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The Mona Lisa of Unicorn Art Will Be On Display In San Francisco

A High Renaissance coincidence

Posted on November 4, 2015, at 8:09 p.m. ET


Raphael's 16th century painting Portrait of a Lady with a Unicorn is considered a masterpiece of the High Renaissance. For the first time ever, the work of art will be on display in San Francisco as a one-painting show at the Legion of Honor starting in January. Elsewhere in the Bay Area, adults have become enchanted with the word unicorn — the jargon du jour for tech companies valued at one billion dollars or more. But the painting's arrival and the region's newfound belief in magical beasts is merely a coincidence, Dr. Esther Bell, the exhibit's organizing curator, told BuzzFeed News.


"It's really interesting timing for certain, so maybe the painting will resonate with some of our local businesses for that reason," said Bell, who only recently learned of the word's contemporary usage in Silicon Valley. Bell is also the curator in charge of European paintings at the Fine Arts Museums of San Francisco (FAMSF), which encompasses the Legion of Honor. The museums' board of trustees includes investor Zachary Bogue (Marissa Mayer's husband), as well as Juliet de Baubigny, a partner at the venture capital firm Kleiner Perkins, so there is a connection to the tech sector. However, the exhibit has been in the works for two years. (The term was coined almost exactly two years ago, but has really only come into widespread usage this year.)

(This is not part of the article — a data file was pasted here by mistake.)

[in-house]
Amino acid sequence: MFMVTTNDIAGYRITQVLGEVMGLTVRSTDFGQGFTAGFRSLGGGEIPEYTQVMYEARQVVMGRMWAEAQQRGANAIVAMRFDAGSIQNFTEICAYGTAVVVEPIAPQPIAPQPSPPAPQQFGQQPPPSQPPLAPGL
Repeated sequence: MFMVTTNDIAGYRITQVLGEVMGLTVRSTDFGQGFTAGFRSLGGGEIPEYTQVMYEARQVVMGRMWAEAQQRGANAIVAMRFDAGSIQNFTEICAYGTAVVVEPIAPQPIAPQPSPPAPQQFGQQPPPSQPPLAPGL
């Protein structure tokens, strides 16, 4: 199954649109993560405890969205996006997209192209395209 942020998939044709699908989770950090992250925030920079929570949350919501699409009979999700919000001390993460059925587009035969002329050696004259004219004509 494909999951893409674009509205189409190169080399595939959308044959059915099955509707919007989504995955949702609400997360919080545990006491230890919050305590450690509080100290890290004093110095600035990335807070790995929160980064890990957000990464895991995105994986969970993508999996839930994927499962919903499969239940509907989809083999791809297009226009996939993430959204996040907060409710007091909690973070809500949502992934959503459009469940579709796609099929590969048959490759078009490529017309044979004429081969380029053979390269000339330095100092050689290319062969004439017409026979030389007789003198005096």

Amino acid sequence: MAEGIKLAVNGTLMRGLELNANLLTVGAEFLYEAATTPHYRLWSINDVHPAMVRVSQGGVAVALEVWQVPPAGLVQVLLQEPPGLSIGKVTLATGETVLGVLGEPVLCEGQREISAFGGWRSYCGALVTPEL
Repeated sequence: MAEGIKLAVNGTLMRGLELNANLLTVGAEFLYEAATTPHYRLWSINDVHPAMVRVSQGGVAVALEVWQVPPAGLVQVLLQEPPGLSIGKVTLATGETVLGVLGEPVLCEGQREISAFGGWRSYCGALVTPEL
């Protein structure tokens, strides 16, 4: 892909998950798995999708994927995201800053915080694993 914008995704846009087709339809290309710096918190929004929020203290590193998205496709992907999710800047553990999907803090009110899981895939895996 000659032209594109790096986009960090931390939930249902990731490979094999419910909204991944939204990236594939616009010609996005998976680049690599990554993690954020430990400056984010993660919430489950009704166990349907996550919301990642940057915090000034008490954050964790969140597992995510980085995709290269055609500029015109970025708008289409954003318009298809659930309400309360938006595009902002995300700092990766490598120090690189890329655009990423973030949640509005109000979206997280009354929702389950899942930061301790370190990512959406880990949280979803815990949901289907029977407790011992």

Bell marveled at the evolution of the unicorn imagery. "A unicorn as early as the third or fourth century was talked about in terms of purity and chastity, so it has a very long history of having those connotations," she said. And a very short history of symbolizing irrationality and excess? "Exactly," she replied.


The exhibit will highlight the stylistic similarities between this portrait by Raphael and the Mona Lisa, in terms of the format, the positioning of the sitter's hands, and the distant landscape in the background. Have a look:

Raphael (1483–1520), Portrait of a Lady with a Unicorn, ca. 1505–1506.
courtesy of Fine Arts Museums of San Francisco

Raphael (1483–1520), Portrait of a Lady with a Unicorn, ca. 1505–1506.

"What's really fascinating is the way she's kind of holding the unicorn in her lap, her hands clasped around its feet, so it might be a warning to a suitor, or her new husband," Bell explained. "She clearly has power and control over the beast, so it might signify her powers of seduction." In modern day terms that would perhaps make the sitter the unicorn's venture capitalist.

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